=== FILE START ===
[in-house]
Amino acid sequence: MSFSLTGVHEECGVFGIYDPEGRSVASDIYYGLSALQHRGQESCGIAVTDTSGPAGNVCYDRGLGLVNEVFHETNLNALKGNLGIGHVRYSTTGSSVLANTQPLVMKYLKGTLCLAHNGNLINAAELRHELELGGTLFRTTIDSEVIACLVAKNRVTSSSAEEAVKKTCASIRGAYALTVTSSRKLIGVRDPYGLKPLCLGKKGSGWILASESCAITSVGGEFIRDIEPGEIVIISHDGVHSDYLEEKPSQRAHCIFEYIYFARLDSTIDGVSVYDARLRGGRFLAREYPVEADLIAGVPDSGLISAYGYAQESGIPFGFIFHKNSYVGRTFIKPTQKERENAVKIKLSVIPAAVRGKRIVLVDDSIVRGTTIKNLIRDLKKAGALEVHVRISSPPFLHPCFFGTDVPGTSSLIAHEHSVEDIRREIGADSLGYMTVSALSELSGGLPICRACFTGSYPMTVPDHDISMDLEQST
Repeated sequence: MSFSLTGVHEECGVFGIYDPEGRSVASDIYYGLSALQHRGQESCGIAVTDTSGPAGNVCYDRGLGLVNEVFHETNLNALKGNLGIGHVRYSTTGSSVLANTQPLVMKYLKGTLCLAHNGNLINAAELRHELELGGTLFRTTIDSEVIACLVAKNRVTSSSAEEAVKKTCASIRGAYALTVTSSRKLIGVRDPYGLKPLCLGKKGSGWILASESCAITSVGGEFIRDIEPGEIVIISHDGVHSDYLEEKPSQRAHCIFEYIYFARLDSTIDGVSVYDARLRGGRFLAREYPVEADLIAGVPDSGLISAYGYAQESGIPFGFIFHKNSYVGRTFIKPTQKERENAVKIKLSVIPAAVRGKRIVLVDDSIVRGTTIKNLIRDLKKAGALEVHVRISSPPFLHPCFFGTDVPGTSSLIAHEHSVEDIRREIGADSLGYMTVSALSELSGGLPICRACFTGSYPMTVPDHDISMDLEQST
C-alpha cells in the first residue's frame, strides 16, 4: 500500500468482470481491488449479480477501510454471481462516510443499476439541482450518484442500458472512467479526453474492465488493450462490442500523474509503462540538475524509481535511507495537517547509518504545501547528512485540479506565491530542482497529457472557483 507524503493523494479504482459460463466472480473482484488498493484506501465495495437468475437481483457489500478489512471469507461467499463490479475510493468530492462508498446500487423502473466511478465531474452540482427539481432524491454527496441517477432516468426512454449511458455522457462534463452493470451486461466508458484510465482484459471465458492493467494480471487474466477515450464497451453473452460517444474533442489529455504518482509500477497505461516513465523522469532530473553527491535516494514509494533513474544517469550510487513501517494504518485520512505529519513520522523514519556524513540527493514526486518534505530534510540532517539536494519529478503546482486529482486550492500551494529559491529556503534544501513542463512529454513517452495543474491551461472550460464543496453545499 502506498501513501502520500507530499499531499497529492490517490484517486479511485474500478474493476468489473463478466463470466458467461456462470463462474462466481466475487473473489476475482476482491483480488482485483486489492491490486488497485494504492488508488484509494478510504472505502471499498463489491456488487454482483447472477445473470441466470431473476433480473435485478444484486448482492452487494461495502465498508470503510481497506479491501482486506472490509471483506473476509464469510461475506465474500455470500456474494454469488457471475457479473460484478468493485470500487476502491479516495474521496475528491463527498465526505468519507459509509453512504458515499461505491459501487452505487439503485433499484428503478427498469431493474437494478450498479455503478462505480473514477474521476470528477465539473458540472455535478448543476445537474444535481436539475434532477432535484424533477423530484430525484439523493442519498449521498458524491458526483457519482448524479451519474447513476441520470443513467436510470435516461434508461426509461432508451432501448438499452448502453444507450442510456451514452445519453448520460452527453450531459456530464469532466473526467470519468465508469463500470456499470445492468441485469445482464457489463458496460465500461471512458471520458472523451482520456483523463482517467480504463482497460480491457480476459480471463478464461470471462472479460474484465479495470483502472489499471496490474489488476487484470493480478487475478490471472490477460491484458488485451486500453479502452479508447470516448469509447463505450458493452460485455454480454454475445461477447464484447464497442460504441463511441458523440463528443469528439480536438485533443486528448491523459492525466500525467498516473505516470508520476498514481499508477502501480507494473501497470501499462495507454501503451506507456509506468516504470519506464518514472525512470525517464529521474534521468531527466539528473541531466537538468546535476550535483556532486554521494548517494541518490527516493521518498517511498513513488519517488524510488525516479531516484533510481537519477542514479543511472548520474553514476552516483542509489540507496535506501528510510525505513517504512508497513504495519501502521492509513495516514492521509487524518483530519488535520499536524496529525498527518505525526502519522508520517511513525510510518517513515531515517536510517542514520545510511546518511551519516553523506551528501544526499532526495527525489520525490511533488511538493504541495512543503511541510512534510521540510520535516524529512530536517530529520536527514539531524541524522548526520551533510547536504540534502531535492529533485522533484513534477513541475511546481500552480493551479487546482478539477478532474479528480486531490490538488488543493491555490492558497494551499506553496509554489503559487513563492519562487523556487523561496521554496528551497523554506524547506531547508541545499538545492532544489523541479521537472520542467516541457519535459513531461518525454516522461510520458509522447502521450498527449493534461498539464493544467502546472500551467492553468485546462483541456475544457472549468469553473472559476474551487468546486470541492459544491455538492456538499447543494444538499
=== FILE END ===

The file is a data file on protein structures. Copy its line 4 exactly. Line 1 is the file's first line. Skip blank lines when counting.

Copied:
C-alpha cells in the first residue's frame, strides 16, 4: 500500500468482470481491488449479480477501510454471481462516510443499476439541482450518484442500458472512467479526453474492465488493450462490442500523474509503462540538475524509481535511507495537517547509518504545501547528512485540479506565491530542482497529457472557483 507524503493523494479504482459460463466472480473482484488498493484506501465495495437468475437481483457489500478489512471469507461467499463490479475510493468530492462508498446500487423502473466511478465531474452540482427539481432524491454527496441517477432516468426512454449511458455522457462534463452493470451486461466508458484510465482484459471465458492493467494480471487474466477515450464497451453473452460517444474533442489529455504518482509500477497505461516513465523522469532530473553527491535516494514509494533513474544517469550510487513501517494504518485520512505529519513520522523514519556524513540527493514526486518534505530534510540532517539536494519529478503546482486529482486550492500551494529559491529556503534544501513542463512529454513517452495543474491551461472550460464543496453545499 502506498501513501502520500507530499499531499497529492490517490484517486479511485474500478474493476468489473463478466463470466458467461456462470463462474462466481466475487473473489476475482476482491483480488482485483486489492491490486488497485494504492488508488484509494478510504472505502471499498463489491456488487454482483447472477445473470441466470431473476433480473435485478444484486448482492452487494461495502465498508470503510481497506479491501482486506472490509471483506473476509464469510461475506465474500455470500456474494454469488457471475457479473460484478468493485470500487476502491479516495474521496475528491463527498465526505468519507459509509453512504458515499461505491459501487452505487439503485433499484428503478427498469431493474437494478450498479455503478462505480473514477474521476470528477465539473458540472455535478448543476445537474444535481436539475434532477432535484424533477423530484430525484439523493442519498449521498458524491458526483457519482448524479451519474447513476441520470443513467436510470435516461434508461426509461432508451432501448438499452448502453444507450442510456451514452445519453448520460452527453450531459456530464469532466473526467470519468465508469463500470456499470445492468441485469445482464457489463458496460465500461471512458471520458472523451482520456483523463482517467480504463482497460480491457480476459480471463478464461470471462472479460474484465479495470483502472489499471496490474489488476487484470493480478487475478490471472490477460491484458488485451486500453479502452479508447470516448469509447463505450458493452460485455454480454454475445461477447464484447464497442460504441463511441458523440463528443469528439480536438485533443486528448491523459492525466500525467498516473505516470508520476498514481499508477502501480507494473501497470501499462495507454501503451506507456509506468516504470519506464518514472525512470525517464529521474534521468531527466539528473541531466537538468546535476550535483556532486554521494548517494541518490527516493521518498517511498513513488519517488524510488525516479531516484533510481537519477542514479543511472548520474553514476552516483542509489540507496535506501528510510525505513517504512508497513504495519501502521492509513495516514492521509487524518483530519488535520499536524496529525498527518505525526502519522508520517511513525510510518517513515531515517536510517542514520545510511546518511551519516553523506551528501544526499532526495527525489520525490511533488511538493504541495512543503511541510512534510521540510520535516524529512530536517530529520536527514539531524541524522548526520551533510547536504540534502531535492529533485522533484513534477513541475511546481500552480493551479487546482478539477478532474479528480486531490490538488488543493491555490492558497494551499506553496509554489503559487513563492519562487523556487523561496521554496528551497523554506524547506531547508541545499538545492532544489523541479521537472520542467516541457519535459513531461518525454516522461510520458509522447502521450498527449493534461498539464493544467502546472500551467492553468485546462483541456475544457472549468469553473472559476474551487468546486470541492459544491455538492456538499447543494444538499